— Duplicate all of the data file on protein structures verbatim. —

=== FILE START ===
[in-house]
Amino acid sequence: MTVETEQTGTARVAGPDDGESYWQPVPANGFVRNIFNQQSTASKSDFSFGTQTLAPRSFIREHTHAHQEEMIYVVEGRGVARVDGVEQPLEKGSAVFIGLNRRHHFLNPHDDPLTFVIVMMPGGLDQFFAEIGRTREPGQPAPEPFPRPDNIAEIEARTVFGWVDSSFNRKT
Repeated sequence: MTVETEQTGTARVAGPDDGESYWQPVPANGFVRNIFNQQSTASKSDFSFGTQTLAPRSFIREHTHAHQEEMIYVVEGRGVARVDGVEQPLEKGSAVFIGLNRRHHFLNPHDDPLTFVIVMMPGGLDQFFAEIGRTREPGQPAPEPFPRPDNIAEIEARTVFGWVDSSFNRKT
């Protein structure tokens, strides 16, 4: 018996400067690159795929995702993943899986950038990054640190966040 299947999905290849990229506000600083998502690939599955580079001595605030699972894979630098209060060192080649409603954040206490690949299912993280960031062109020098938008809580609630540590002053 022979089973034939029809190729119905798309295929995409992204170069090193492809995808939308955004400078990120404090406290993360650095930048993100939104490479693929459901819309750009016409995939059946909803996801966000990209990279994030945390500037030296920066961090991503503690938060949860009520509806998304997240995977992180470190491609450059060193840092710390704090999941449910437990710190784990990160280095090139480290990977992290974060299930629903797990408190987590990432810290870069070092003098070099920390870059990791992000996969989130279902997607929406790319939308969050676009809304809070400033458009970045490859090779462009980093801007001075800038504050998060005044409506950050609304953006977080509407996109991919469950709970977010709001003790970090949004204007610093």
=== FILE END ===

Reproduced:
[in-house]
Amino acid sequence: MTVETEQTGTARVAGPDDGESYWQPVPANGFVRNIFNQQSTASKSDFSFGTQTLAPRSFIREHTHAHQEEMIYVVEGRGVARVDGVEQPLEKGSAVFIGLNRRHHFLNPHDDPLTFVIVMMPGGLDQFFAEIGRTREPGQPAPEPFPRPDNIAEIEARTVFGWVDSSFNRKT
Repeated sequence: MTVETEQTGTARVAGPDDGESYWQPVPANGFVRNIFNQQSTASKSDFSFGTQTLAPRSFIREHTHAHQEEMIYVVEGRGVARVDGVEQPLEKGSAVFIGLNRRHHFLNPHDDPLTFVIVMMPGGLDQFFAEIGRTREPGQPAPEPFPRPDNIAEIEARTVFGWVDSSFNRKT
């Protein structure tokens, strides 16, 4: 018996400067690159795929995702993943899986950038990054640190966040 299947999905290849990229506000600083998502690939599955580079001595605030699972894979630098209060060192080649409603954040206490690949299912993280960031062109020098938008809580609630540590002053 022979089973034939029809190729119905798309295929995409992204170069090193492809995808939308955004400078990120404090406290993360650095930048993100939104490479693929459901819309750009016409995939059946909803996801966000990209990279994030945390500037030296920066961090991503503690938060949860009520509806998304997240995977992180470190491609450059060193840092710390704090999941449910437990710190784990990160280095090139480290990977992290974060299930629903797990408190987590990432810290870069070092003098070099920390870059990791992000996969989130279902997607929406790319939308969050676009809304809070400033458009970045490859090779462009980093801007001075800038504050998060005044409506950050609304953006977080509407996109991919469950709970977010709001003790970090949004204007610093």